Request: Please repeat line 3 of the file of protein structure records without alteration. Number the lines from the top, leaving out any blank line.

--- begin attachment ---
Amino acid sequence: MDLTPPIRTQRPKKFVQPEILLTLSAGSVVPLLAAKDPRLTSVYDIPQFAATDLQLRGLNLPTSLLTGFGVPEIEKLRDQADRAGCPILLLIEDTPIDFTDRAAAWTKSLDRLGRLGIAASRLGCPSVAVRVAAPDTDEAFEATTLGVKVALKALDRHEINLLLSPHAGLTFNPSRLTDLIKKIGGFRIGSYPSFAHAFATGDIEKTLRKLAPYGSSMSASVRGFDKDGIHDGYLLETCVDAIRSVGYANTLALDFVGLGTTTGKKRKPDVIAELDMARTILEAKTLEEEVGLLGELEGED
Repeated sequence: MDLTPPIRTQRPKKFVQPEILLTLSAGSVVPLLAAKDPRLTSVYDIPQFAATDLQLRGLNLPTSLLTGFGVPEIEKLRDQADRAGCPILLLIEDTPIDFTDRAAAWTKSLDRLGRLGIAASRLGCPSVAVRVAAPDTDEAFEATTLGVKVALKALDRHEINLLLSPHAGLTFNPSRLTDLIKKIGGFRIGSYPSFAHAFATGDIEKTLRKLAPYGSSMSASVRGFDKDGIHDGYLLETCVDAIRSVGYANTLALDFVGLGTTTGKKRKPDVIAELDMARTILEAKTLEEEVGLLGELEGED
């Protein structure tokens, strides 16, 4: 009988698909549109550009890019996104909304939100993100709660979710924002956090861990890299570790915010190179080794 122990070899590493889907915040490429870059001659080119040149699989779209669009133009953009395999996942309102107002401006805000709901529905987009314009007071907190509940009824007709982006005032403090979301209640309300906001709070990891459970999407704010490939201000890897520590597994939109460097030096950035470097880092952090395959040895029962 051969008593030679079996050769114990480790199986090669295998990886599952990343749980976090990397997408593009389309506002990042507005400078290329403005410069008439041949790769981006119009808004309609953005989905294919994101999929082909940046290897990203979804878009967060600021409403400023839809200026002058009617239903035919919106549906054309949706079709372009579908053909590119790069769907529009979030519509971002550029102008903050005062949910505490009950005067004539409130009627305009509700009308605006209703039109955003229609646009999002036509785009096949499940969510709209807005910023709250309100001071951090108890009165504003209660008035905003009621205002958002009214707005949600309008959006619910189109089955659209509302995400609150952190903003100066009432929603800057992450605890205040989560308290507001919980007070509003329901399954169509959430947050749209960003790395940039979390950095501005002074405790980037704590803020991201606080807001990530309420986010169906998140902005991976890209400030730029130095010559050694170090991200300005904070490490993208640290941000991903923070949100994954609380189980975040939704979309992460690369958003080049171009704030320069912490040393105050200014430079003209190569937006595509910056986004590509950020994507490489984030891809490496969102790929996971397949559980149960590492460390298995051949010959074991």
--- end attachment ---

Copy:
């Protein structure tokens, strides 16, 4: 009988698909549109550009890019996104909304939100993100709660979710924002956090861990890299570790915010190179080794 122990070899590493889907915040490429870059001659080119040149699989779209669009133009953009395999996942309102107002401006805000709901529905987009314009007071907190509940009824007709982006005032403090979301209640309300906001709070990891459970999407704010490939201000890897520590597994939109460097030096950035470097880092952090395959040895029962 051969008593030679079996050769114990480790199986090669295998990886599952990343749980976090990397997408593009389309506002990042507005400078290329403005410069008439041949790769981006119009808004309609953005989905294919994101999929082909940046290897990203979804878009967060600021409403400023839809200026002058009617239903035919919106549906054309949706079709372009579908053909590119790069769907529009979030519509971002550029102008903050005062949910505490009950005067004539409130009627305009509700009308605006209703039109955003229609646009999002036509785009096949499940969510709209807005910023709250309100001071951090108890009165504003209660008035905003009621205002958002009214707005949600309008959006619910189109089955659209509302995400609150952190903003100066009432929603800057992450605890205040989560308290507001919980007070509003329901399954169509959430947050749209960003790395940039979390950095501005002074405790980037704590803020991201606080807001990530309420986010169906998140902005991976890209400030730029130095010559050694170090991200300005904070490490993208640290941000991903923070949100994954609380189980975040939704979309992460690369958003080049171009704030320069912490040393105050200014430079003209190569937006595509910056986004590509950020994507490489984030891809490496969102790929996971397949559980149960590492460390298995051949010959074991």